If she’s not back at a certain time and doesn’t give notice about coming home late, she tells her mom and friends, they can call to check in. 

Subordination or autonomy?

Among the feminist community, sugar dating is viewed in different ways. According to Verceles, sugar dating should not be seen as a black and white issue.

Sugar dating typically occurs between older, wealthier men and younger, less affluent women. While there are some set-ups between an older woman and a younger man, Verceles said this is less common. 

Verceles said that opposition to sugar dating reflects “unequal gender norms about men as providers and women as dependents.”

“It can be said to promote societal expectations around femininity or what it means to be a woman in society where women are often positioned as objects of desire and beauty. It can also be argued that it commodifies women as bodies to be bought and sold in a transaction, and their value is tied to their attractiveness, sexuality, and willingness to provide companionship or render sexual favors,” she said.

Apart from the arguable reinforcement of male dominance and female subordination, sugar dating also spills into the power dynamics of unequal economic status, she said.

“It might be said that in sugar dating, youth and beauty are being traded for economic security, which may raise concerns about the usual exploitation and consent, especially if the age gap is significant,” said Verceles.

In January 2021, then-senator Leila de Lima sought an inquiry into rising sign-ups on sugar dating sites among Filipino women, including students, amid the economic crisis brought about by the COVID-19 pandemic. 

De Lima pointed to the experience of certain sugar babies who were coerced into sending nude videos to “sugar daddies” they met on a Facebook group using Sugarbook’s name, but ended up not receiving any money.

Chan said in a GMA News Online report that the Facebook group was fan-made, and they did not have control over community pages using the Sugarbook name. Still, the “fans” who created the group had made Chan an administrator.

Other sugar dating platforms include Sugar Meet & Hookup Me, and Seeking, although it has since rebranded into a “luxury dating” platform. Some Filipinos seeking arrangements also turn to social media, like Facebook, Reddit, and Telegram, although communities may not always thrive.

Reports of abuse in sugar dating continued to prop up. In a December 2022 GMA piece, sugar babies detailed the dark aspects of being in a sugar relationship they entered into out of financial necessity. 

According to the GMA story, one case study, Ara, said the worst experience she had in an arrangement was a golden shower, where the man urinates on the woman as a sexual act. She also came close to a violent encounter when one of her sugar daddies came home drunk and was carrying a knife.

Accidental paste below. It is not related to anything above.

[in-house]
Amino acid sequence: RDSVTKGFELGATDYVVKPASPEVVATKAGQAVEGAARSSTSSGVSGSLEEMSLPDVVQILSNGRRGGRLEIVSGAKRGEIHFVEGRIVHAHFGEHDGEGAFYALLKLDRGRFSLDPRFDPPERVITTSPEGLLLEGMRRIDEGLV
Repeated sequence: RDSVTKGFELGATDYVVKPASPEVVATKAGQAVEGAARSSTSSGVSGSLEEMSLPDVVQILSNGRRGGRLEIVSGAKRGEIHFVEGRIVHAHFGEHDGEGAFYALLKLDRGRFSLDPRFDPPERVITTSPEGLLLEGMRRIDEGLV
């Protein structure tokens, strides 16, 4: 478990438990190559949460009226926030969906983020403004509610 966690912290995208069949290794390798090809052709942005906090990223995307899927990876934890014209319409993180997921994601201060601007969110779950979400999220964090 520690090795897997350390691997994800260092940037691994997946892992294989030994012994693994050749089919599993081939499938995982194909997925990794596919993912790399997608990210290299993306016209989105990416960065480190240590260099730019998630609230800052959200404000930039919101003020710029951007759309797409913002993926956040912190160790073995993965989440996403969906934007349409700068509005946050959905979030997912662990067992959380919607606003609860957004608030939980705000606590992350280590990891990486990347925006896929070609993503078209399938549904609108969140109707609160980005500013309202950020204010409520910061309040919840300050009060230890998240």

“It is likewise necessary to investigate these alleged cases of abuse and exploitation and gather more concrete data regarding this emerging industry in order to further protect women’s and children’s rights amid the looming effects of a global health crisis,” said De Lima in the resolution.

In the case of Sugarbook, Chan describes the community as “vigilant,” as members “actively” look out for one another by promptly reporting any suspicious or inappropriate behavior. Stephanie recalls a time she felt harassed by a user, whom she reported. Within the day, the user was off the site, she said.

Sugarbook also has a verification feature where members are encouraged to authenticate their profiles by submitting an identification document. However, Chan said this is “optional” – which makes it difficult to track down abusive users, especially if a victim wishes to pursue action outside the app. 

Beyond reporting on their platform, Sugarbook made no mention of any mechanisms or resources to further assist users who experience abuse.

For Seeking, however, resources are available as the platform advocates against human and sex trafficking. Taking a step beyond mere blocking on the platform, Seeking said it reports to law enforcement any individuals who violate anti-trafficking laws.

“By developing anti-trafficking strategies including ongoing staff training by independent third-party organizations, [artificial intelligence] technology that monitors all profiles and a dedicated 24-hour customer service department, we take every precaution available to keep the Seeking.com community safe, prevent crime, rescue victims, and apprehend criminals,” Seeking says on its website.